Pin 13 Considered Harmful

The scariest thing about teaching is the risk of being wrong.

Maybe you can relate? Written some blog posts, given a few talks, published an article, and then found out your spiel contained a piece of inaccurate—or even damaging—information? Hits right in the pit of your stomach, doesn’t it.

Yeah, well.

Please allow me to correct something I’ve learned since starting my Hello, Arduino talks and writing my Arduino article for CODE Magazine.

I’ve plugged an LED directly into pin 13 and GND. Don’t do this.

Although the leads of an LED fit conveniently into pins 13 and Ground, this can damage the LED.

Don’t plug an LED directly into pin 13.

An LED can handle only so much current. The limit is printed on the packaging, usually something like 20 mA (milliAmps). If you exceed that, you’ll either gradually or immediately burn out the LED, and possibly damage the pin on the microcontroller chip. Therefore, LEDs must always be put in-series with a current-limiting resistor. Like this:

A resistor should be included in-series with the LED.

Use a resistor to limit the current to the LED.

The formula for current is voltage divided by resistance. By convention, current is abbreviated as I, so you have: I = V/R. V is the 5 volts supplied by the Arduino, and you can see that if resistance (R) is really tiny (almost zero), current (I) gets huge! Followed by… bzorch.

Figuring out the right R value for your circuit is a blog post unto itself. In the meantime, there are plenty of online calculators, such as this current-limiting resistor calculator for LEDs.

The early-earliest revisions of the Arduino included a resistor on pin 13. Current versions do still have a resistor in series with the on-board LED attached to pin 13, but not with the pin itself. This was likely what confused me and keeps this incorrect advice bouncing around the ‘net. When a friendly electrical engineer at TechShop set me straight, it was, of course, after my article had hit the newsstands.

Ah, well. Another day, another chance to fry some components and become wiser. Forgive me, learn with me, use a resistor with your LEDs, and build great things!

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About Sharon Cichelli

I am a Headspring Senior Consultant, developing custom enterprise software for our clients and leading training classes on the latest Microsoft technologies. I blog about .NET development, best practices in agile software development, and my nerdy hobbies.
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  • Carlos Ribas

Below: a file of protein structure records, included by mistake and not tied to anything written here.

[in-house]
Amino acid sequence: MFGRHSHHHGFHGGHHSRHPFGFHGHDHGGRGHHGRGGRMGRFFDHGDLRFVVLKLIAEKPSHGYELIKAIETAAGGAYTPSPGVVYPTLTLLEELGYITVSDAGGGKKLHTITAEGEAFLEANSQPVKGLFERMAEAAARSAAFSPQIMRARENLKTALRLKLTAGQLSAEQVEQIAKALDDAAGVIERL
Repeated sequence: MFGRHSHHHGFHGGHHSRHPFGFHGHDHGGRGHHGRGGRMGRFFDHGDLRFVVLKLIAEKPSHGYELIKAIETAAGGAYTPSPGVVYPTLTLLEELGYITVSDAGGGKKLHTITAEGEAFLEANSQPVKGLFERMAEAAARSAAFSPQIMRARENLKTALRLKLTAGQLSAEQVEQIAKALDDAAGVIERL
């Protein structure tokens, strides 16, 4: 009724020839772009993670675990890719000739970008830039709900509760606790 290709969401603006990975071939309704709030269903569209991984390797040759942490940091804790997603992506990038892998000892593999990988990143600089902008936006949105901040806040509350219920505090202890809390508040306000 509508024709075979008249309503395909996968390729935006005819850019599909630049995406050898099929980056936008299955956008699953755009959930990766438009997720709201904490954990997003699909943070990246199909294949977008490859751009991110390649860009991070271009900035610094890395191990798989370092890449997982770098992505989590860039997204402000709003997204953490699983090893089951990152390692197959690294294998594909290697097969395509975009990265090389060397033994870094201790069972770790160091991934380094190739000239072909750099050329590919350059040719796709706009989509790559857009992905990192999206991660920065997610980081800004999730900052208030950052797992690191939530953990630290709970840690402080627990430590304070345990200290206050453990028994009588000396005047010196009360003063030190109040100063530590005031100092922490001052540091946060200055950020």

Believe it or not, I learned about LEDs and using resistors to limit current way back in the “Nintendo Wii is new and cool” days. I built home-made “sensor bars” that actually worked properly with my front-projection setup. They are basically two tiny radioshack project boxes, 3 leds in each, placed 3-4ft apart above my screen and wired to a DC adapter. The sensor bar Nintendo ships works fine with smaller screens, but as the screen gets bigger (and thus your distance from it), their sensor bar turns out to be much too narrow. That leads to hyperactive aiming control and generally poor gaming experiences. Anyway, this is one of the few electronics posts of yours where I was like, “hey! yea, I know about this!” lol :)

    • scichelli

      :) Hee hee.

      That Wii sensor bar is a great home hack! Very cool.

      • Carlos Ribas

        I should mention that the LEDs are IR, and therefore invisible to the human eye, despite them being pretty darn bright (much brighter than the Nintendo ones).

        I might also mention that I tried IR Lasers (from laser mice) as well, so that I could bounce them off the screen from within the screen boundaries. That would work even better than placing custom LED arrays above the screen. But, it might also blind the players :)

        • scichelli

          Gradually, though, so they probably wouldn’t trace it to you.

  • Jon Polfer

    Great article! It reminded me of a few things…

    RadioShack used to sell a red LED which consumed a small amount of current (less than 10mA IIRC) at 5V forward voltage, which wouldn’t require a current-limiting resistor. My dad had them in his parts box when I worked on my first embedded system (a $7 BASIC interpreter chip I bought out of the back of the Circuit Cellar magazine), and we used them for the hello-world project.

    I did a quick search on DigiKey and it doesn’t look like they have any LEDs with those characteristics.

    If you use PWM to light the LED, you can get by without a resistor too, but that’s way too compilicated for a first Arduino program.

    • scichelli

      That LED with the built-in resistance would be so handy! Nifty to know that it exists.